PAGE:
CLAREMONT — A long-discussed commuter bus service connecting Claremont to Lebanon expects to be operational before 2021, according to Southwestern Community Services Chief Operating Officer Beth Daniels.
In an interview with the Eagle Times, Daniels said that Southwestern Community Services hopes to begin announcing additional information next month about its intercounty bus route, which aspires to vastly expand transportation accessibility to employment opportunities, medical services and other needs of Sullivan and Grafton County residents.
“Just the medical needs alone, getting to and from Dartmouth-Hitchcock Hospital, the bus could be incredibly helpful,” Daniels said. “But also for the employers on either side of Sullivan County and Grafton County, people who live in one county but work in another, this service could be really beneficial.”
Southwestern Community Services is still developing details regarding the routes, but Daniels confirmed the bus would make three scheduled runs per day between the municipalities, with one morning run, one afternoon run and one evening run. Additionally the service plans to link its route with other transit services in Lebanon and the region, with scheduling designed to allow riders to more easily transfer from one bus to another.
“Our New Hampshire rural transit systems are not linked together [currently],” Daniels said. “You can’t get on one in the North Country and get to, say, the seacoast. And those are the kinds of corridor routes that we are working on as a statewide organization. We are really hoping that the Lebanon route shows that, by making some tweaks, we can do something pretty awesome.”
Public transportation is a critical need in rural New Hampshire, which has one of the fastest aging populations in the country, and with that a growing number of citizens who are less willing or unable to drive themselves. Additionally, a lack of vehicle ownership runs higher in low-income families. In a recent Eagle Times article, housing developer Jack Frank of Avanru Development Group in Walpole told the Newport Planning Board that approximately 15-20% of his low-income tenants in Walpole do not own a vehicle.
Daniels also noted a high demand for public transportation among young adults, particularly in urban areas such as Boston. For this demographic, the lack of vehicle ownership is due more to disinterest rather than affordability, according to studies.
A commuter bus route could potentially bolster Claremont’s current push to attract young professionals to live in its city. On Wednesday, the city council will vote on two key proposals toward its economic revitalization. One proposal is a $4.8 million Pleasant Street renovation project that would create a pedestrian plaza and increase socialization opportunities in the historic downtown. Another proposal is to approve a tax relief incentive to facilitate the renovation of a historic mill building into an apartment building with 80-90 market-rate units.
Southwestern Community Services, who took over transit services in Sullivan County in October 2016, began targeting the Lebanon-Claremont project about two years ago as part of its short-term plan.
The proposed route was first detailed in a 2011 feasibility study by the Upper Valley Lake Sunapee Regional Planning Commission and later approved by the New Hampshire legislature, but it took several more years to find a willing provider of the service.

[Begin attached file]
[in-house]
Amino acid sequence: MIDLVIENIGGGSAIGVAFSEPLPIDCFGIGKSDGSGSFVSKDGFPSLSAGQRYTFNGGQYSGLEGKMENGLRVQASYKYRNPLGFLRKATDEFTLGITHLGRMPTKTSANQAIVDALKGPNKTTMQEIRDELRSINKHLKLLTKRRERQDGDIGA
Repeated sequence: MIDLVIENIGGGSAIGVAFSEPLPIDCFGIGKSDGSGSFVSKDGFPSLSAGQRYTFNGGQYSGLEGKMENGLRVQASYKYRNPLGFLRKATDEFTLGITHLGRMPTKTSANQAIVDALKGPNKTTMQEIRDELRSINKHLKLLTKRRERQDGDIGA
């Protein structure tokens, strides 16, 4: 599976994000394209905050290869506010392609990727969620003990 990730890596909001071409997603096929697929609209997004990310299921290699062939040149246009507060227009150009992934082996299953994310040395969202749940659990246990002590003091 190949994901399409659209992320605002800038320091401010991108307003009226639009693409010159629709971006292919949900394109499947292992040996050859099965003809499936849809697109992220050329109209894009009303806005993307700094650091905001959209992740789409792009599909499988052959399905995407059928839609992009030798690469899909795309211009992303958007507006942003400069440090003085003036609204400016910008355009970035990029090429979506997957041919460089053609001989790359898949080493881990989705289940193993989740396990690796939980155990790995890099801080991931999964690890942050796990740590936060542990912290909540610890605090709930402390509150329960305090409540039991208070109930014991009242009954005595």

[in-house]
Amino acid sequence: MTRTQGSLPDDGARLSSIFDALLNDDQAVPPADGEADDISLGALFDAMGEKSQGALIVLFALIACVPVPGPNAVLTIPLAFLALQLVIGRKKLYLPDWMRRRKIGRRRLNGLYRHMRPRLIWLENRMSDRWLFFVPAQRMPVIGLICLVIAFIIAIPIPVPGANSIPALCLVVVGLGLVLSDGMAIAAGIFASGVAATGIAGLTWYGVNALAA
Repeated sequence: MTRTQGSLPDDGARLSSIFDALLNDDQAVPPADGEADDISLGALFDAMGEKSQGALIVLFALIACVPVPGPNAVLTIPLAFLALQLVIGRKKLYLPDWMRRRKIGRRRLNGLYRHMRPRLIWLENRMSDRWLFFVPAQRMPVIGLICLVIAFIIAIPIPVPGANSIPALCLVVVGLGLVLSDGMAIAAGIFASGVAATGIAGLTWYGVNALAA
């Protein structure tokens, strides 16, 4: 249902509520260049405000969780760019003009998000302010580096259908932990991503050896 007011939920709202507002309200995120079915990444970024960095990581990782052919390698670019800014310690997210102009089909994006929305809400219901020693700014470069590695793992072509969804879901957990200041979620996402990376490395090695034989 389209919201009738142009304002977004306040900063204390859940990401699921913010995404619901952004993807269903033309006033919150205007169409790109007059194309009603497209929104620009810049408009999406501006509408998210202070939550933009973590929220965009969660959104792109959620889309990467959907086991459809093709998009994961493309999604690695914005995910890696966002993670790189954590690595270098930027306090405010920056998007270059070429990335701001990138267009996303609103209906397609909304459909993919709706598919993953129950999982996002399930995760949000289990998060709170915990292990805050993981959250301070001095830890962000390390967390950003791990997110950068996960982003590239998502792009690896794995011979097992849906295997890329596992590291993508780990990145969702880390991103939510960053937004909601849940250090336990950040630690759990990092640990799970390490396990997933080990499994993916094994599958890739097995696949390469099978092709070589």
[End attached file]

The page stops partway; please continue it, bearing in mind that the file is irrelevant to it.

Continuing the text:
Daniels said the project’s push was delayed in part by a change of directors, from Southwestern Community Services’ former director Teri Paige to current Director Teri Palmer, during the creation of the program’s short term plan. The novel coronavirus pandemic further delayed the project.
“Some of our volunteer drivers are in that retirement age, so we had to be really careful with their safety [when adjusting routes and services],” Daniels said. “So on one hand we’ve made a ton of progress in the planning and prepping . . . but between the leadership changes and the pandemic, everything keeps getting delayed. But the Lebanon route is a no-brainer at this point.”
During the pandemic Southwestern Community Services conducted a public survey regarding the commuter route, which asked the public about preferred bus departure times and bus stops and where they would likely board.
In the coming weeks Southwestern Community Services plans to hold educational meetings with communities about the bus service, including its stops and departure times.
Southwestern Community Services is a multi-program community assistance organization, helping residents in Sullivan and Cheshire counties with fuel and weatherization assistance, housing, food, early child education, health care and other needs.
Sullivan County transit services are funded with a combination of state matching grants and local sources, as well as the program’s volunteer bus driver, some of whom will transport residents outside Soutwestern’s service area to needed appointments, according to Daniels. Local funding sources include public donations, municipal contributions and local grants. Local supporters have included Claremont Savings Bank, the Preservation of Affordable Housing (POAH), the Newport Charitable Foundation and River Valley Community College.
“We are blessed,” Daniels said. “There are local transit providers across the country who struggle to get the matching funds, but we have been really lucky.”
For more information about Southwestern Community Services programs and supports, visit their website at http://www.scshelps.org/default.htm.